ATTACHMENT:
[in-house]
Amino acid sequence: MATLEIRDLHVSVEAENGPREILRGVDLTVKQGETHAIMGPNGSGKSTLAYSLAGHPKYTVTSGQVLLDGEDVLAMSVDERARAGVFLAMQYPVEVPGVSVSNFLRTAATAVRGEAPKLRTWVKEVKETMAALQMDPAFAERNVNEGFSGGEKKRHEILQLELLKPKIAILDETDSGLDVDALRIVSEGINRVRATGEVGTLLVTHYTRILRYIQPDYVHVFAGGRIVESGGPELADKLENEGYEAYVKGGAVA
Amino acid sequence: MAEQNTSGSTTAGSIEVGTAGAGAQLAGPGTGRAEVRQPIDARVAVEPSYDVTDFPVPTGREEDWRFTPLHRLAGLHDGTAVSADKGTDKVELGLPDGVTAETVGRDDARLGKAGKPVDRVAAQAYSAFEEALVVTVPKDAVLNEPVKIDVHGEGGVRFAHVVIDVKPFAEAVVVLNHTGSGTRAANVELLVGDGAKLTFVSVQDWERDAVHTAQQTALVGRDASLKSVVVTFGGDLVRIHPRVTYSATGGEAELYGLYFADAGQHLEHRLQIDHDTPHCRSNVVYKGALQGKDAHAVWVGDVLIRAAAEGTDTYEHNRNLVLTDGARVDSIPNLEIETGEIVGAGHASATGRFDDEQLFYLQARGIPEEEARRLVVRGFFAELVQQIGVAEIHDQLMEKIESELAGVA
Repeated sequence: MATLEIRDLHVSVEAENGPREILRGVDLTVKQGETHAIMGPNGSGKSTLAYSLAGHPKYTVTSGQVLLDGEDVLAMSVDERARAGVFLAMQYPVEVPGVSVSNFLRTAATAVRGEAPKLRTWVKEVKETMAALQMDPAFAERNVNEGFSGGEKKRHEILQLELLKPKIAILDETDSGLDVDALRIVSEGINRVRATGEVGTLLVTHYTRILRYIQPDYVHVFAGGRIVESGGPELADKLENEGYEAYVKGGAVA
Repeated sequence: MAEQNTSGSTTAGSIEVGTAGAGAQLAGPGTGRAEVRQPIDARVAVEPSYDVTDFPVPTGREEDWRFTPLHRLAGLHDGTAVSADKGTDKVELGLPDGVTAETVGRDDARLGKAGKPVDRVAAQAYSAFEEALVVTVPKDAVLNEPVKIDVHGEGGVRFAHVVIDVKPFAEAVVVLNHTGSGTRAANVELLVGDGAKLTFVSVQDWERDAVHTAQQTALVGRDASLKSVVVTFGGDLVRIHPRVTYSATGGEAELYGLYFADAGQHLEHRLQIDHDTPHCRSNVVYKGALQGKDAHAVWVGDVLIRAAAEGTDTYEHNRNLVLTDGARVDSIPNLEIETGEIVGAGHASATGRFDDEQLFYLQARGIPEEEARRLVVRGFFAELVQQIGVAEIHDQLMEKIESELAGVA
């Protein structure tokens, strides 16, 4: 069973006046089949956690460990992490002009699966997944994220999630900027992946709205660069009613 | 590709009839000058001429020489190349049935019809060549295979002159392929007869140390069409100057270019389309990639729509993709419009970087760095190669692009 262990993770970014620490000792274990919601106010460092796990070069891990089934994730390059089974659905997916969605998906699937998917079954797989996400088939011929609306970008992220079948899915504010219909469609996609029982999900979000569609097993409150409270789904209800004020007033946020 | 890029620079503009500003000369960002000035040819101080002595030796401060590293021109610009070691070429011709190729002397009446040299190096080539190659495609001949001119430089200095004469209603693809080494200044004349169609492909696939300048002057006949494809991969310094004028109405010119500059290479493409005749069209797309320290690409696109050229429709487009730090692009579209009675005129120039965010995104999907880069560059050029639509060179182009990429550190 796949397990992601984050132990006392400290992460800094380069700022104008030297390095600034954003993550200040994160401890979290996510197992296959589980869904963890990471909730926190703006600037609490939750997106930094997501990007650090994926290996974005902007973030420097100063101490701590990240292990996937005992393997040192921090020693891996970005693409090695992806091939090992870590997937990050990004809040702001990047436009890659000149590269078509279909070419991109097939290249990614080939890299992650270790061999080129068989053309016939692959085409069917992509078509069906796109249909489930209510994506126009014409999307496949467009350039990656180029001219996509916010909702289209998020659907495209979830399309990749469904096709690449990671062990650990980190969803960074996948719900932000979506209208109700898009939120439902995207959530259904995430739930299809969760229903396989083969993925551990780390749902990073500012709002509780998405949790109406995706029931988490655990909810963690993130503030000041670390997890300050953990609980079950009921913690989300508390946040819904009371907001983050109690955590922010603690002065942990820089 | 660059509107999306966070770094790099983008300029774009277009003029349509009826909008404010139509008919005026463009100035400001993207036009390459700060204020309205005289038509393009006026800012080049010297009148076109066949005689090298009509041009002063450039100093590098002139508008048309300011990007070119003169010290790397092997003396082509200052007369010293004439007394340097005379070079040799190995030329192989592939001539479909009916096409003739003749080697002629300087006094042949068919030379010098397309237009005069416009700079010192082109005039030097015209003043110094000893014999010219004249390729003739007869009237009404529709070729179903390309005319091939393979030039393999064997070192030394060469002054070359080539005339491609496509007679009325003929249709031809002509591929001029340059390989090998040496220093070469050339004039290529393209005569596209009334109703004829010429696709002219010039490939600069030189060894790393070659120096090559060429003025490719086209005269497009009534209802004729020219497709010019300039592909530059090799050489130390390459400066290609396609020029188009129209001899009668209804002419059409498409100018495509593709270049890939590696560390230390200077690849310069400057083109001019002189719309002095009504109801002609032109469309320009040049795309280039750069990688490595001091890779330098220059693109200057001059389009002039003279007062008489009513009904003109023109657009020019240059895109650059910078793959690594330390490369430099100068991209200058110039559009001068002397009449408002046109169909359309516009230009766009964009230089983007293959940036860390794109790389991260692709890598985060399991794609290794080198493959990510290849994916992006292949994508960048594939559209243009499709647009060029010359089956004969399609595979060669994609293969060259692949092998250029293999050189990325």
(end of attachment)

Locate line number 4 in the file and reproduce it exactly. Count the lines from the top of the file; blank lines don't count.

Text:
Repeated sequence: MATLEIRDLHVSVEAENGPREILRGVDLTVKQGETHAIMGPNGSGKSTLAYSLAGHPKYTVTSGQVLLDGEDVLAMSVDERARAGVFLAMQYPVEVPGVSVSNFLRTAATAVRGEAPKLRTWVKEVKETMAALQMDPAFAERNVNEGFSGGEKKRHEILQLELLKPKIAILDETDSGLDVDALRIVSEGINRVRATGEVGTLLVTHYTRILRYIQPDYVHVFAGGRIVESGGPELADKLENEGYEAYVKGGAVA